The Walker Curates the News: 11.10.14


Conflict Kitchen in Pittsburgh, PA.

Created as a tool to foster understanding, Pittsburgh’s Conflict Kitchen, which serves cuisine from countries with which the US is in conflict, has shut down after receiving death threats over texts dubbed “anti-Israel” by critics. Printed on food wrappers, the texts featured excerpts from interviews with Palestinians and covered cultural and political topics, from olive trees to the Palestinian Authority and settlements. In a statement to critics, the restaurant wrote, “Perhaps it is hard for some people to hear that Palestinians are not happy with Israeli policies or the actions of some of its citizens, but to cast their viewpoints as simply anti-Israel is to reinforce the simplest, most polarizing, and dehumanizing reading of their lives and perpetuate the silencing of their voices.”

  • For the first time, e-flux has dedicated an entire issue of its journal to a single artist: the late Harun Farocki. Among reflections on the celebrated artist are experimental geographer and Citizenfour cinematographer Trevor Paglen, who looks at Farocki’s Eye/Machine, a composition of machine-configured images meant to show humans a machine’s perspective. However, nowadays these machine-made “operational images are overwhelmingly invisible, even as they’re ubiquitous and sculpting physical reality in ever more dramatic ways,” writes Paglen, emphasizing that Eye/Machine has become a key departure point for artists to further investigate how invisible images control us.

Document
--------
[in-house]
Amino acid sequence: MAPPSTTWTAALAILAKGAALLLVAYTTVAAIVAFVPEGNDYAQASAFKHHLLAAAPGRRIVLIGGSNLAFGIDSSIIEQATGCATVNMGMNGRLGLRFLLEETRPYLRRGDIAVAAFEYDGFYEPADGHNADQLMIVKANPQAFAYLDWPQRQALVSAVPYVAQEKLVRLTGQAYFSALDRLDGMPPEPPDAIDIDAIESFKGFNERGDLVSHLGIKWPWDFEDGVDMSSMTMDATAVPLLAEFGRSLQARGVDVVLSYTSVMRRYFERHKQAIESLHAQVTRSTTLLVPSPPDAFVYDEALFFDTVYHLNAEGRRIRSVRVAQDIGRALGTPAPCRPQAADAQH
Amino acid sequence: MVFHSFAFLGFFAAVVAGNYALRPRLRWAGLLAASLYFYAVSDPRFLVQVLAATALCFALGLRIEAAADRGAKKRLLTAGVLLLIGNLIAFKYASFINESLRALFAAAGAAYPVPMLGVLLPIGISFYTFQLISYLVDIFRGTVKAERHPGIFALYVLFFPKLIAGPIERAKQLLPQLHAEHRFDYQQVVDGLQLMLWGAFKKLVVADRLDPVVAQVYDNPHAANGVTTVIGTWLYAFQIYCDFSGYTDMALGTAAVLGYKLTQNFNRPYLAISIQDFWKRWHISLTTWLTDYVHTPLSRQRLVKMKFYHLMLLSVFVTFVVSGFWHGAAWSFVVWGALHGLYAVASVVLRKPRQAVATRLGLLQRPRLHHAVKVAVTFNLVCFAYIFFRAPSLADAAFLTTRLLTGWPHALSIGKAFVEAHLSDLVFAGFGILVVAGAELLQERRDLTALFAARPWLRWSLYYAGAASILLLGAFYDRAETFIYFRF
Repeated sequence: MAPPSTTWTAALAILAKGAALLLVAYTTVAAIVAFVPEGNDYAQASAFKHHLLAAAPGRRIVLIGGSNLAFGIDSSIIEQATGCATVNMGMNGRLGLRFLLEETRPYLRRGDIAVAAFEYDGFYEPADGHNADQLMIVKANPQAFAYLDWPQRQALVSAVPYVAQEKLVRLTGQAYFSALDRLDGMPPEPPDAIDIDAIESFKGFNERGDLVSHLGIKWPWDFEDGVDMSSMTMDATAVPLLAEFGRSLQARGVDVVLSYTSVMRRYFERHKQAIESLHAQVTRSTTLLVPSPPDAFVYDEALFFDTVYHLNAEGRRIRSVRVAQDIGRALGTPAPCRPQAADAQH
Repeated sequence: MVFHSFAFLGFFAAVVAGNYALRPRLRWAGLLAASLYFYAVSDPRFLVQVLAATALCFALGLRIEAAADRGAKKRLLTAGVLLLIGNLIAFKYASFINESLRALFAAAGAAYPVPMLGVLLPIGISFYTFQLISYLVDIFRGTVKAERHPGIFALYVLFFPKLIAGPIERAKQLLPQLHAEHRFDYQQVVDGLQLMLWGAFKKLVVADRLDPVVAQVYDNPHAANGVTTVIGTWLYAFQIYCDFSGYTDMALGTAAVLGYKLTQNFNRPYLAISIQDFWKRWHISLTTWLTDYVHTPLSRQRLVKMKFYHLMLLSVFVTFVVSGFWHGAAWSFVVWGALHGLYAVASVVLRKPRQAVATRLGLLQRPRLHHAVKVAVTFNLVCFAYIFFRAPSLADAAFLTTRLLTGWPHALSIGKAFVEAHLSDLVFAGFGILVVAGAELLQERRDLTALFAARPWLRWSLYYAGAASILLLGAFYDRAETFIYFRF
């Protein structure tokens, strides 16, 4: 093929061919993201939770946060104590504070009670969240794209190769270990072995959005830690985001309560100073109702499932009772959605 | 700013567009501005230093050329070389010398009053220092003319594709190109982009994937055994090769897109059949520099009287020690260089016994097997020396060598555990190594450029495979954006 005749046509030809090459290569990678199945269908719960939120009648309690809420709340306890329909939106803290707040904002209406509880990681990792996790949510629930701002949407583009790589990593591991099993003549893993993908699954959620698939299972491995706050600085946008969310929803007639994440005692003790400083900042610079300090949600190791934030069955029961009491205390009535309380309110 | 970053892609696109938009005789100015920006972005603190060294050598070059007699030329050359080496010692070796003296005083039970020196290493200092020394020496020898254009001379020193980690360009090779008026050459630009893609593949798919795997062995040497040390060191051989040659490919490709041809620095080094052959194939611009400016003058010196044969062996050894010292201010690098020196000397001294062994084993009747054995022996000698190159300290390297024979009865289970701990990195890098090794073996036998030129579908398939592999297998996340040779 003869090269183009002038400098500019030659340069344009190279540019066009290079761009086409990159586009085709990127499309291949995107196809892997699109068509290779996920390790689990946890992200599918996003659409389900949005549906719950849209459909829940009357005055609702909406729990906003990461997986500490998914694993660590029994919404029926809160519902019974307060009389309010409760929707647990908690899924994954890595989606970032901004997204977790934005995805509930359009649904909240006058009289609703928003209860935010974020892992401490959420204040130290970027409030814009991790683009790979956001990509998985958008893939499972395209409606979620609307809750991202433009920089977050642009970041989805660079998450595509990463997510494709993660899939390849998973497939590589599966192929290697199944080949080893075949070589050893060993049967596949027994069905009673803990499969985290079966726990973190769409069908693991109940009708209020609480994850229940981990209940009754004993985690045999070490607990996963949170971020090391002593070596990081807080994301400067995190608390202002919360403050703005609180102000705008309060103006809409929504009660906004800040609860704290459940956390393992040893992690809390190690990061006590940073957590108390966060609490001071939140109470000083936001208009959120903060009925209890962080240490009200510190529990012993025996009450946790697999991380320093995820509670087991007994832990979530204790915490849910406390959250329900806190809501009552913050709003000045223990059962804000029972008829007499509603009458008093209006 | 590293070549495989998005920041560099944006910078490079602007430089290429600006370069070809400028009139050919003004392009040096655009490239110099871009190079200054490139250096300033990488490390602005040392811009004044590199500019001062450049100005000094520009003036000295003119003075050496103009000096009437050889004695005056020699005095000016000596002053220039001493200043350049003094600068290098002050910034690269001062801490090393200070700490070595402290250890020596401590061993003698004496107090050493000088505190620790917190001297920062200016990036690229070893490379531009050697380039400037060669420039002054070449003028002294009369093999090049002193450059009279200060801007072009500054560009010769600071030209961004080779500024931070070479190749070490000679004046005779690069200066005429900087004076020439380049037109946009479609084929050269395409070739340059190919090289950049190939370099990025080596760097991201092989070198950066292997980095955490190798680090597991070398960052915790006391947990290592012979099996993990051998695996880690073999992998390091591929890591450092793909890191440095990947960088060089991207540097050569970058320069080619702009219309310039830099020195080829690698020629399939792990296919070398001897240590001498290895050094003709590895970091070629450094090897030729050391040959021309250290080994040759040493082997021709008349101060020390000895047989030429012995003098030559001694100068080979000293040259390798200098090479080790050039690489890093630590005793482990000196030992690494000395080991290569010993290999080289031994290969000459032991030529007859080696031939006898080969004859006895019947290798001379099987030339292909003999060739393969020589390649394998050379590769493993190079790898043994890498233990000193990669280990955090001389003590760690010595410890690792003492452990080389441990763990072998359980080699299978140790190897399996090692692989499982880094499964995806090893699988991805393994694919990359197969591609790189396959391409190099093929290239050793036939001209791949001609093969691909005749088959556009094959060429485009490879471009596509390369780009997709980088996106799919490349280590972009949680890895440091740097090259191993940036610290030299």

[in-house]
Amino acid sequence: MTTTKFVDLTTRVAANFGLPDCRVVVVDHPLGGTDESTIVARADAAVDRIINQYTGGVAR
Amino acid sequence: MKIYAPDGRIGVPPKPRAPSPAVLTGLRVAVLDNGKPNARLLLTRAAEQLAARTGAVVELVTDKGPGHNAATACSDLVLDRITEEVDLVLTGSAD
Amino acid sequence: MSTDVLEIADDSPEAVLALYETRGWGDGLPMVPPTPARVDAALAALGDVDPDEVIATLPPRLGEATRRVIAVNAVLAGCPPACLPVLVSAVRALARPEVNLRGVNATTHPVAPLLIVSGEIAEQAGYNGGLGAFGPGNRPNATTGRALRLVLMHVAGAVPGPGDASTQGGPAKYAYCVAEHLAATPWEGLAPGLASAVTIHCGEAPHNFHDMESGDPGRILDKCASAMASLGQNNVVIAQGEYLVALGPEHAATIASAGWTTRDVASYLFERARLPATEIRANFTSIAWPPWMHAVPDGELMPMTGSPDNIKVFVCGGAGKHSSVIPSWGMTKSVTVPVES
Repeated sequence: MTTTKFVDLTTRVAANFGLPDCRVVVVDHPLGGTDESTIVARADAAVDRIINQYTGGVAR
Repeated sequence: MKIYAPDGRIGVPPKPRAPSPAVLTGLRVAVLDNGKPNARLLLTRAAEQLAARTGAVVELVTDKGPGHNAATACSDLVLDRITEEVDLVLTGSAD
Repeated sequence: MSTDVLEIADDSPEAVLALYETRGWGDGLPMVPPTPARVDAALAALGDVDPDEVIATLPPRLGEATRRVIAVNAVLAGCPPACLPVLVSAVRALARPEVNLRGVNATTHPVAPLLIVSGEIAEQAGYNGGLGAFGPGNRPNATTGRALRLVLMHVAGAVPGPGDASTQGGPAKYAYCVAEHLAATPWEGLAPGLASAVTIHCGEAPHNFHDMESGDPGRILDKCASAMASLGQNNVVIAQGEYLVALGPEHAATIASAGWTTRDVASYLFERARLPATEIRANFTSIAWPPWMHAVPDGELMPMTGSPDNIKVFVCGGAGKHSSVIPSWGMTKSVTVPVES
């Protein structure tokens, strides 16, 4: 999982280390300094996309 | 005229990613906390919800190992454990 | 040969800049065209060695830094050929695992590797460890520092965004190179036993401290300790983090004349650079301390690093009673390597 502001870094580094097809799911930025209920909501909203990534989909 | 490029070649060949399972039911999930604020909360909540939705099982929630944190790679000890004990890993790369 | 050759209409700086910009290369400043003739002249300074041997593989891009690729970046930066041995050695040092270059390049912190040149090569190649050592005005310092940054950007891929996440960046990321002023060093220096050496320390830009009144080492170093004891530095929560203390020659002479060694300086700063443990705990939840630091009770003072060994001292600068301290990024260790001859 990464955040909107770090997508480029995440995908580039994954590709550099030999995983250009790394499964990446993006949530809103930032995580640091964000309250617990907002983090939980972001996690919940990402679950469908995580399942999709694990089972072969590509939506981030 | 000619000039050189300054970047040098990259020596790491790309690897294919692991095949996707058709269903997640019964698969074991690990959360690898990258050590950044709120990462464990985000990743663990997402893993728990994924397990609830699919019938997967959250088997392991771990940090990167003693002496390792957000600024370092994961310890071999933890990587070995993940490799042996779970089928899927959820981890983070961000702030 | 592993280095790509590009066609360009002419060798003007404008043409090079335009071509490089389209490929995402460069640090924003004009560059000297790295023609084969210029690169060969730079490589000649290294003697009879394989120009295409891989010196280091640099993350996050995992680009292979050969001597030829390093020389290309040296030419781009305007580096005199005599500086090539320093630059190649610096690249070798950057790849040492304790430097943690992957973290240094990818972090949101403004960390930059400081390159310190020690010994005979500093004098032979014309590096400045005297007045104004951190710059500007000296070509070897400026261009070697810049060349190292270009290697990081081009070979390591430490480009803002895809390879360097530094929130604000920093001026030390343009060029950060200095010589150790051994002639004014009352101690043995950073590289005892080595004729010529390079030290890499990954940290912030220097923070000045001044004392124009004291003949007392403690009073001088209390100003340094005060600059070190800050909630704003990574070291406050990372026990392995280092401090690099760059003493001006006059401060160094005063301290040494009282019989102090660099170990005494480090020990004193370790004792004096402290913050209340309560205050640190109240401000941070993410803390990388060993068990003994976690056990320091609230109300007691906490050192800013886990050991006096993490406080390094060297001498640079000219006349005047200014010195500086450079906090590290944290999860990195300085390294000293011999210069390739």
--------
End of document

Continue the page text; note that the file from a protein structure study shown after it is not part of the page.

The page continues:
• From cancer-fighting “DNA origami” to bacteria programmed to find internal anomalies, synthetic biology may be poised to revolutionize science. But despite its relevance in humanistic solutions, it poses ethical concerns. Speaking about the manipulation of existing ecosystems, artist Daisy Ginsberg asks: “If nature is totally industrialized for the benefit of society — which for some is the logical endpoint of synthetic biology — will nature still exist for us to save?”
  • Ken Johnson’s withering emphasis on domesticity over artistic rigor in his review of Michelle Grabner’s new work highlights “the most consistent problems that women face: critics conflating their life and work rather than evaluating the work on its own terms,” writes Hyperallergic’s Jillian Steinhauer.
  • Like other artists, pianist Dejan Lazic is subject to bad reviews. But unlike most, he’s asking for a clean slate: Lazic has requested The Washington Post to remove a review criticizing his 2010 performance under the European Union’s “right to be forgotten online” ruling. Claiming that the review has marred the first pages of his Google results for years,” Lazic says his request deals with the control of his personal image, or as he puts it, “the truth”—which raises a rather difficult question: Who decides whose truth is right?

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